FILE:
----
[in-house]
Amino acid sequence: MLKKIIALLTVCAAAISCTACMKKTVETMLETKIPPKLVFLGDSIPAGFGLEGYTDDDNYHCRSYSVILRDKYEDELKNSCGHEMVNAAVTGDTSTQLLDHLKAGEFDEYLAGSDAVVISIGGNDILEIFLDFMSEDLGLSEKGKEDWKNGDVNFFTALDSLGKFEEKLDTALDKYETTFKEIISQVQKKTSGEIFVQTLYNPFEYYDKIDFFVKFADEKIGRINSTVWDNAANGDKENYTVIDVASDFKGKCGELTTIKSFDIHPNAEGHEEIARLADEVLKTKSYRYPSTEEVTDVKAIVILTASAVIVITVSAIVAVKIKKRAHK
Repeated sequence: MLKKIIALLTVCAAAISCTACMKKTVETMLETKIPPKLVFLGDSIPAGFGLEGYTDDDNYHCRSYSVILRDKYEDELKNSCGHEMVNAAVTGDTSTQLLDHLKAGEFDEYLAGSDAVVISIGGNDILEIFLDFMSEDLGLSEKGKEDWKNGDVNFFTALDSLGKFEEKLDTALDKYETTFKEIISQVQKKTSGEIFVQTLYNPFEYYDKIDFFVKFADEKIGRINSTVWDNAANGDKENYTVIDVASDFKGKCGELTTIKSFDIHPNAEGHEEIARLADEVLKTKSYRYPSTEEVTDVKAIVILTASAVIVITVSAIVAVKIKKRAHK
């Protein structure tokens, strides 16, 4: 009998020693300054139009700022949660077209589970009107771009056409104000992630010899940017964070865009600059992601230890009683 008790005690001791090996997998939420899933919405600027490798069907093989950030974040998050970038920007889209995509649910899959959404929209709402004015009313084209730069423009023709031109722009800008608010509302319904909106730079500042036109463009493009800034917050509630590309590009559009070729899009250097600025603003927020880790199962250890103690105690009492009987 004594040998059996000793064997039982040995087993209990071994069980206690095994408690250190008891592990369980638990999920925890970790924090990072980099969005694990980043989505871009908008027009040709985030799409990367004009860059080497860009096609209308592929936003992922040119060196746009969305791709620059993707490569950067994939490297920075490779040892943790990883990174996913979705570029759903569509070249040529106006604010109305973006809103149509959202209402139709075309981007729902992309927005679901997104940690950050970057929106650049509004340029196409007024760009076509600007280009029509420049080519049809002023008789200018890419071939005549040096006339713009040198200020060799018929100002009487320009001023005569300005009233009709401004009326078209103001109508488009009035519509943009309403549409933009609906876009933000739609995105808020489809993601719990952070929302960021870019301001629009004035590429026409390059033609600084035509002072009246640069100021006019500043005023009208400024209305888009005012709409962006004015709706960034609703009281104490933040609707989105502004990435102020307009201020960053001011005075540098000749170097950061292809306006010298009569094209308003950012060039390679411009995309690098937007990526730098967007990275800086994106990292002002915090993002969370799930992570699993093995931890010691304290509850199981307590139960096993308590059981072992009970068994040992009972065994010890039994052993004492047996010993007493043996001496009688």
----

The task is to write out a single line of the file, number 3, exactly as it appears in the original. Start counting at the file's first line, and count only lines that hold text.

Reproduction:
Repeated sequence: MLKKIIALLTVCAAAISCTACMKKTVETMLETKIPPKLVFLGDSIPAGFGLEGYTDDDNYHCRSYSVILRDKYEDELKNSCGHEMVNAAVTGDTSTQLLDHLKAGEFDEYLAGSDAVVISIGGNDILEIFLDFMSEDLGLSEKGKEDWKNGDVNFFTALDSLGKFEEKLDTALDKYETTFKEIISQVQKKTSGEIFVQTLYNPFEYYDKIDFFVKFADEKIGRINSTVWDNAANGDKENYTVIDVASDFKGKCGELTTIKSFDIHPNAEGHEEIARLADEVLKTKSYRYPSTEEVTDVKAIVILTASAVIVITVSAIVAVKIKKRAHK